At 9:37 A.M., a civilian on the 106lh floor of the South Tower reported to a 9-1-1 operator that a lower floor—”90-something floor “—was collapsing.
Outside, a lawnmower roars past. To the gardener, today is just another Tuesday. Annie raises the TV volume. If she can hear better, perhaps the words will make sense. Next to Bryan’s face she begins marking her list of reasons he shouldn’t have been there:
He overslept after being up with the girls’ croup
His train broke down outside Grand Central
He stayed in Connecticut that day for a job interview
Bryan had promised to switch jobs closer to home, but hadn’t gotten around to it yet.
9:59 a.m. The South Tower has fallen, windows peeling down like runs on a stocking. There’s a smell of something burnt in the air—last night’s macaroni and cheese? In the
background, Elmo’s voice signals Sesame Street is ending.
hannah appears in the doorway. Annie mutes the sound, can’t tear her eyes from the un-muted picture.
“Where’s Esther?” Hannah inquires.
“In the bathroom.” If Annie looks at her, she’ll have to turn
the TV off.
“No she’s not.”
“Yes she is.”
“I just peed. She’s not.”
“The upstairs bathroom?”
“No. C’n I have some juice?” reaching for Annie’s glass.
“Later.” Annie gulps down what’s left of her drink.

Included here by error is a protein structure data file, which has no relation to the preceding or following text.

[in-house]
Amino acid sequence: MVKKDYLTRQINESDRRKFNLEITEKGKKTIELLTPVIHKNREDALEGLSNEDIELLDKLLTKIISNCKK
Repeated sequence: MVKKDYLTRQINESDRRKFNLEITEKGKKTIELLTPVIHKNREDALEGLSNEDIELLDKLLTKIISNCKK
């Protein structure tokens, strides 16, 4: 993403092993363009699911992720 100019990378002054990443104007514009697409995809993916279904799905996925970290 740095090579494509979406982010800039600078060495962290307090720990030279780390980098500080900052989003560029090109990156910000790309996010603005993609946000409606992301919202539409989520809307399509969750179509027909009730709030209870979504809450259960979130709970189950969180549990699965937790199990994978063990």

“Front door’s open.”
If no one is in the house to sec, does the picture flickering
across the TV screen still exist?
Annie is out the door, calling for Esther, before the needle she’s left swinging from its thread comes to rest. The lawnmower passes through the front yard, a thundering tractor trailing razor-edged blades spinning so fast you can’t see them, but you know they’re there. Tom the gardener rides atop his perch, industrial earmuffs cradling his ears. “Esther!” Annie shrieks, “Estieeeee!” Tom doesn’t flinch, rides on past as if she doesn’t exist.
A tug on her robe and Annie scoops up Hannah. Before kids, could she have imagined the nearly weightless sensation of a sole three-year-old in her arms? Hannah mouths words Annie can’t hear, then touches a sticky hand to Annie’s cheek, gently angling her head, pointing.
There is Esther, two doors down, in Rita Rubin’s yard. Annie didn’t know all the neighbors by name before that day. Rita Rubin has thinning hair, never the same after chemo, and a Chihuahua named Max.